Of course, when it comes to developing algorithms, we’re in a spectacular position these days. Because our multi-decade investment in coherent system design now means that in any new algorithm we develop, it’s easy for us to bring together algorithmic capabilities from all over our system. If we’re developing a numerical algorithm, for example, it’s easy for us to do sophisticated algebraic preprocessing, or use combinatorial optimization or graph theory or whatever. And we get to make new kinds of algorithms that mix all sorts of different fields and approaches in ways that were never possible before.
From the very beginning, one of our central principles has been to automate as much as possible—and to create not just algorithms, but complete meta-algorithms that automate the whole process of going from a computational goal to a specific computation done with a specific algorithm. And it’s been this kind of automation that’s allowed us over the years to “consumerize” more and more areas of computation—and to take them from being accessible only to experts, to being usable by anyone as routine building blocks.
And in Mathematica 10 one important area where this is happening is machine learning. Inside the system there are all kinds of core algorithms familiar to experts—logistic regression, random forests, SVMs, etc. And all kinds of preprocessing and scoring schemes. But to the user there are just two highly automated functions: Classify and Predict. And with these functions, it’s now easy to call on machine learning whenever one wants.
There are huge new algorithmic capabilities in Mathematica 10 in graph theory, image processing, control theory and lots of other areas. Sometimes one’s not surprised that it’s at least possible to have such-and-such a function—even though it’s really nice to have it be as clean as it is in Mathematica 10. But in other cases it at first seems somehow impossible that the function could work.
There are all kinds of issues. Maybe the general problem is undecidable, or theoretically intractable. Or it’s ill conditioned. Or it involves too many cases. Or it needs too much data. What’s remarkable is how often—by being algorithmically sophisticated, and by leveraging what we’ve built in Mathematica and the Wolfram Language—it’s possible to work around these issues, and to build a function that covers the vast majority of important practical cases.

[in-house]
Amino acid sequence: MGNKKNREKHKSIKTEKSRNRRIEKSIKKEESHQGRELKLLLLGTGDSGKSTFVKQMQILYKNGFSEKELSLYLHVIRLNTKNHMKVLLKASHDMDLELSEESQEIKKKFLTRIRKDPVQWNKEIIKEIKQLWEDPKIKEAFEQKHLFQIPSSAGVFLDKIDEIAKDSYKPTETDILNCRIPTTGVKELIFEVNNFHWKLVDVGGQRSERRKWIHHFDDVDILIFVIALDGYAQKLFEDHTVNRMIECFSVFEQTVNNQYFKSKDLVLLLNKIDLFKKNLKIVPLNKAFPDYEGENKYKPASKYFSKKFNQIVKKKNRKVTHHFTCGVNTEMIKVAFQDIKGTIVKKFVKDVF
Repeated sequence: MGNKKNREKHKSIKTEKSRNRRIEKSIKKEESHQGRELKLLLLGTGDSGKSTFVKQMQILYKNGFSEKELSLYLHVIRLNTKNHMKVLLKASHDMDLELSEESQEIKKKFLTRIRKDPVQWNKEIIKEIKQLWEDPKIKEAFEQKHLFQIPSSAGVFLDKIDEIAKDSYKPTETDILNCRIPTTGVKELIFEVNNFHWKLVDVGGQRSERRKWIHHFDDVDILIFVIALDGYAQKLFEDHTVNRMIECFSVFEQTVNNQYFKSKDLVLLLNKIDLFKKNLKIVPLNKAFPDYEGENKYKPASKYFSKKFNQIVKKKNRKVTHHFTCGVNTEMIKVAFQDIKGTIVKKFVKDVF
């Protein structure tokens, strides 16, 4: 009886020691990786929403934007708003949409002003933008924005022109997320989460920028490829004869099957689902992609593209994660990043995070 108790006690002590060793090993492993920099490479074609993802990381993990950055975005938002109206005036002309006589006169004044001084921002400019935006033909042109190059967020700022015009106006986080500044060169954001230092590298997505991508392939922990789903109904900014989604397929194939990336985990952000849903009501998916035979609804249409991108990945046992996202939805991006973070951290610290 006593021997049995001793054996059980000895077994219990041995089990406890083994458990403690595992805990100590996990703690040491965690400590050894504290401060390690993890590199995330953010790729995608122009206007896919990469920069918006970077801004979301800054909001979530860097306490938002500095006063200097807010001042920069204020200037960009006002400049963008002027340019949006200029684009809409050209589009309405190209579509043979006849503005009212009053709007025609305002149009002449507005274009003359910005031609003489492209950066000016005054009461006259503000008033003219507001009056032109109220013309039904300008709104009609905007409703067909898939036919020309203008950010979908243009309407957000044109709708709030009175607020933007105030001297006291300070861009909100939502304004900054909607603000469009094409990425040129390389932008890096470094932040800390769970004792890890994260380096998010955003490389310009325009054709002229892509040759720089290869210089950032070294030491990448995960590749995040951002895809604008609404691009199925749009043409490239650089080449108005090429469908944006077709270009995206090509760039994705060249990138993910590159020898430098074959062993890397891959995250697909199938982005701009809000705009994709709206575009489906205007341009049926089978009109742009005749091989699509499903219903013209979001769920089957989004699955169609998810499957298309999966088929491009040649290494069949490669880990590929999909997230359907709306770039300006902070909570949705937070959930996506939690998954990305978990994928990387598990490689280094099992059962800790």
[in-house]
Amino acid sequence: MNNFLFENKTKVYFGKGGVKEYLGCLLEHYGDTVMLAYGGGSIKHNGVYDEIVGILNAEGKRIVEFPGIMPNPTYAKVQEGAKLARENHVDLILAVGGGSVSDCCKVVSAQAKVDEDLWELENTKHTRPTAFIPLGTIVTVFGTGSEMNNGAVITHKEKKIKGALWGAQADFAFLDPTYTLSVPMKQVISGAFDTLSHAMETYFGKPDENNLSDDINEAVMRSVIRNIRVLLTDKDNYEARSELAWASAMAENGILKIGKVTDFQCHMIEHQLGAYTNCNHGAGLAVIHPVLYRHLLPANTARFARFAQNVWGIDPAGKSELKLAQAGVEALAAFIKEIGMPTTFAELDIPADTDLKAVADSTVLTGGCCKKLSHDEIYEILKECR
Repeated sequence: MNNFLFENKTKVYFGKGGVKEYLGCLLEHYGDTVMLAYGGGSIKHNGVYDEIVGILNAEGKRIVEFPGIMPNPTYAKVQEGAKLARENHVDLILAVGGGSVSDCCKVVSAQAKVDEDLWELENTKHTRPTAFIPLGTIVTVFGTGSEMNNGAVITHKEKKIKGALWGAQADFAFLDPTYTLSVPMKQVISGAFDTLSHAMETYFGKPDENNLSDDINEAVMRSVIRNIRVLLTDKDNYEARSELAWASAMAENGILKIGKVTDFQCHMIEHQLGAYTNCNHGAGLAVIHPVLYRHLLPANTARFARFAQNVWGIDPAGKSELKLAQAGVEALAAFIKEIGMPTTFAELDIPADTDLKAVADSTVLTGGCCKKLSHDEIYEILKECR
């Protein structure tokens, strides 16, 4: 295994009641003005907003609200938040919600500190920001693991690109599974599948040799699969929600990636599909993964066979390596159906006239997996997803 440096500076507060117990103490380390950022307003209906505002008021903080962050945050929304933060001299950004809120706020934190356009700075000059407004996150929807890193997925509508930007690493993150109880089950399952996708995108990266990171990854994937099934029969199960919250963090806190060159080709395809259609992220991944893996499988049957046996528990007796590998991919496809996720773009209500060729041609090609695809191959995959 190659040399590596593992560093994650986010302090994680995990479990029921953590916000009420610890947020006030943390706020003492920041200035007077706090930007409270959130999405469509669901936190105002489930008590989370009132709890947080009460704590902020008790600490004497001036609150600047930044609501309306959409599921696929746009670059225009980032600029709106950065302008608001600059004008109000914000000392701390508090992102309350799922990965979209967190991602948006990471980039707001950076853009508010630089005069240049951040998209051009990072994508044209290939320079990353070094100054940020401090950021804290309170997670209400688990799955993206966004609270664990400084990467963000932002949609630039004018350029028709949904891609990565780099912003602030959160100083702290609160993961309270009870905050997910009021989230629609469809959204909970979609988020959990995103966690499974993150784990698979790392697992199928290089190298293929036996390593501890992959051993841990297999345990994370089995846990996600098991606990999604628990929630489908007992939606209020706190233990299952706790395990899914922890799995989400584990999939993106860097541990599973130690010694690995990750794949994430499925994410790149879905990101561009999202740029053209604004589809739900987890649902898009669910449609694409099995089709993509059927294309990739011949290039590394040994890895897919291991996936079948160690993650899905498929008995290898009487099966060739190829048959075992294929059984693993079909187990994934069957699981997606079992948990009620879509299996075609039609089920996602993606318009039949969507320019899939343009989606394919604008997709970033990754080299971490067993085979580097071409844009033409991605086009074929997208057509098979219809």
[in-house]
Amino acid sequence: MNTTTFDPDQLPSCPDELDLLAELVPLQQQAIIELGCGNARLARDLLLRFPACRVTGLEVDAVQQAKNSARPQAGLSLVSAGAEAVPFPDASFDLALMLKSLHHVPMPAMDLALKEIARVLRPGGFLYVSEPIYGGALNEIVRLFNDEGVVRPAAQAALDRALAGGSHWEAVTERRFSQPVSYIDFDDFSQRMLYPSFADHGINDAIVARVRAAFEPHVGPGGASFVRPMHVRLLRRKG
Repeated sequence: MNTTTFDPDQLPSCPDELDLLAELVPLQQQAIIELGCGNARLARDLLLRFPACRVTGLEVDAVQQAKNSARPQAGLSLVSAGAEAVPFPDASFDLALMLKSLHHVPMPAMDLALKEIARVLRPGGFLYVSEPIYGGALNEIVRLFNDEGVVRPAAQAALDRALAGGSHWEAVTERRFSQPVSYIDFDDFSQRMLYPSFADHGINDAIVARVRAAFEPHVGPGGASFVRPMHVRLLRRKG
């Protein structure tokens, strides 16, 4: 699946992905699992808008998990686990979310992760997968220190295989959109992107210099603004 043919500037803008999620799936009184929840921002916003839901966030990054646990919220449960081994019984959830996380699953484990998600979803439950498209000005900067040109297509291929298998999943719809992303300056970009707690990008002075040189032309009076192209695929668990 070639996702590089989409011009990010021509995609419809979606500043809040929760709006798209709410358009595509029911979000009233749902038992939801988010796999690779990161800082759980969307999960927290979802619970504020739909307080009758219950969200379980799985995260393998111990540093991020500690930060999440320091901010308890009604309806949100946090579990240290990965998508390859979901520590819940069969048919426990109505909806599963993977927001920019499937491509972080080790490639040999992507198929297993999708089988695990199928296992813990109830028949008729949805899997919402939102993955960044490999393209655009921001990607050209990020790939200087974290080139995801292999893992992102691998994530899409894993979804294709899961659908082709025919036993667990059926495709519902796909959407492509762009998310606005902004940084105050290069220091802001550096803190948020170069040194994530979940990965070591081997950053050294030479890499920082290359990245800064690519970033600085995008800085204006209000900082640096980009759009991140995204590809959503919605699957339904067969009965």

Another important issue is just how much we can represent and do computation on. Expanding this is a big emphasis in the Wolfram Language—and Mathematica 10 has access to everything that’s been developed there. And so, for example, in Mathematica 10 there’s an immediate symbolic representation for dates, times and time series—as well as for geolocations and geographic data.
The Wolfram Language has ways to represent a very broad range of things in the real world. But what about data on those things? Much of that resides in the Wolfram Knowledgebase in the cloud. Soon we’re going to be launching the Wolfram Discovery Platform, which is built to allow large-scale access to data from the cloud. But since that’s not the typical use of Mathematica, basic versions of Mathematica 10 are just set up for small-scale data access—and need explicit Wolfram Cloud Credits to get more.
Still, within Mathematica 10 there are plenty of spectacular new things that will be possible by using just small amounts of data from the Wolfram Knowledgebase.
A little while ago I found a to-do list for Mathematica that I wrote in 1991. Some of the entries on it were done in just a few years. But most required the development of towers of technology that took many years to build. And at least one has been a holdout all these years—until now.
On the to-do it was just “PDEs”. But behind those four letters are centuries of mathematics, and a remarkably complex tower of algorithmic requirements. Yes, Mathematica has been able to handle various kinds of PDEs (partial differential equations) for 20 years. But in Mathematica we always seek as much generality and robustness as possible, and that’s where the challenge has been. Because we’ve wanted to be able to handle PDEs in any kind of geometry. And while there are standard methods—like finite element analysis—for solving PDEs in different geometries, there’s been no good way to describe the underlying geometry in enough generality.